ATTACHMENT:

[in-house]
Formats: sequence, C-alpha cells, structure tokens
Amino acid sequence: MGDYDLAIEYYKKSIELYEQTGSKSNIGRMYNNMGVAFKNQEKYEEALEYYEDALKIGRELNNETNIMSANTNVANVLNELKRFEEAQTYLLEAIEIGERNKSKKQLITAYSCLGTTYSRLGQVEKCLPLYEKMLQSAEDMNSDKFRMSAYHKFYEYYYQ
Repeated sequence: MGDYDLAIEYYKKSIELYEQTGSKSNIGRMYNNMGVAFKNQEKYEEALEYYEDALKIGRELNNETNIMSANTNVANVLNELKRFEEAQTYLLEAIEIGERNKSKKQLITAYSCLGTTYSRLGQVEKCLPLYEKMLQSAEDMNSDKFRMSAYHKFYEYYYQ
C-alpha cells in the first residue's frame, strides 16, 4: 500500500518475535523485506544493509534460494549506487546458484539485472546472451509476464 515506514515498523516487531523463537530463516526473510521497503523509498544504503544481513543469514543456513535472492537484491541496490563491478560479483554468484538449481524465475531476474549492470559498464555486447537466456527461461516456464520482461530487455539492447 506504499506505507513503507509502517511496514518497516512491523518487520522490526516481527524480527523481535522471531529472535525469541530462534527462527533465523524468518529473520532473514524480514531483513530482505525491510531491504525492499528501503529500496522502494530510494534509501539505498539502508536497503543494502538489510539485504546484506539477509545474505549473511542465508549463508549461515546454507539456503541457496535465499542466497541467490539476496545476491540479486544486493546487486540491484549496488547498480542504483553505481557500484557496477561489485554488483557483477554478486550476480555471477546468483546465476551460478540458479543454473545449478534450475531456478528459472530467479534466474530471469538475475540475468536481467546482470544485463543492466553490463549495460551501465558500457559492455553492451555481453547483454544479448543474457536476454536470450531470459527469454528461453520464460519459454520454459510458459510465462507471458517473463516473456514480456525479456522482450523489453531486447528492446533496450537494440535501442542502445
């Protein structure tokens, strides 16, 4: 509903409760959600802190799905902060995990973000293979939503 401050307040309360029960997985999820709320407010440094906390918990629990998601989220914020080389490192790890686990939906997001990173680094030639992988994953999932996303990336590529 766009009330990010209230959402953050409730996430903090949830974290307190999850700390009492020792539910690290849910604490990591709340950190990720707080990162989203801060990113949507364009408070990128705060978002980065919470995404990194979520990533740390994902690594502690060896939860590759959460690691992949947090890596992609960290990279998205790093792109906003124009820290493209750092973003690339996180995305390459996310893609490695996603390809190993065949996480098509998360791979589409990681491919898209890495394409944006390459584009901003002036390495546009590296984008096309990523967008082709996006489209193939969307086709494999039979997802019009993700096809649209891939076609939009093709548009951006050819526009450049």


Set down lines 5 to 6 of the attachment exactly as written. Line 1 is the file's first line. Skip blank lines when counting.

C-alpha cells in the first residue's frame, strides 16, 4: 500500500518475535523485506544493509534460494549506487546458484539485472546472451509476464 515506514515498523516487531523463537530463516526473510521497503523509498544504503544481513543469514543456513535472492537484491541496490563491478560479483554468484538449481524465475531476474549492470559498464555486447537466456527461461516456464520482461530487455539492447 506504499506505507513503507509502517511496514518497516512491523518487520522490526516481527524480527523481535522471531529472535525469541530462534527462527533465523524468518529473520532473514524480514531483513530482505525491510531491504525492499528501503529500496522502494530510494534509501539505498539502508536497503543494502538489510539485504546484506539477509545474505549473511542465508549463508549461515546454507539456503541457496535465499542466497541467490539476496545476491540479486544486493546487486540491484549496488547498480542504483553505481557500484557496477561489485554488483557483477554478486550476480555471477546468483546465476551460478540458479543454473545449478534450475531456478528459472530467479534466474530471469538475475540475468536481467546482470544485463543492466553490463549495460551501465558500457559492455553492451555481453547483454544479448543474457536476454536470450531470459527469454528461453520464460519459454520454459510458459510465462507471458517473463516473456514480456525479456522482450523489453531486447528492446533496450537494440535501442542502445
């Protein structure tokens, strides 16, 4: 509903409760959600802190799905902060995990973000293979939503 401050307040309360029960997985999820709320407010440094906390918990629990998601989220914020080389490192790890686990939906997001990173680094030639992988994953999932996303990336590529 766009009330990010209230959402953050409730996430903090949830974290307190999850700390009492020792539910690290849910604490990591709340950190990720707080990162989203801060990113949507364009408070990128705060978002980065919470995404990194979520990533740390994902690594502690060896939860590759959460690691992949947090890596992609960290990279998205790093792109906003124009820290493209750092973003690339996180995305390459996310893609490695996603390809190993065949996480098509998360791979589409990681491919898209890495394409944006390459584009901003002036390495546009590296984008096309990523967008082709996006489209193939969307086709494999039979997802019009993700096809649209891939076609939009093709548009951006050819526009450049």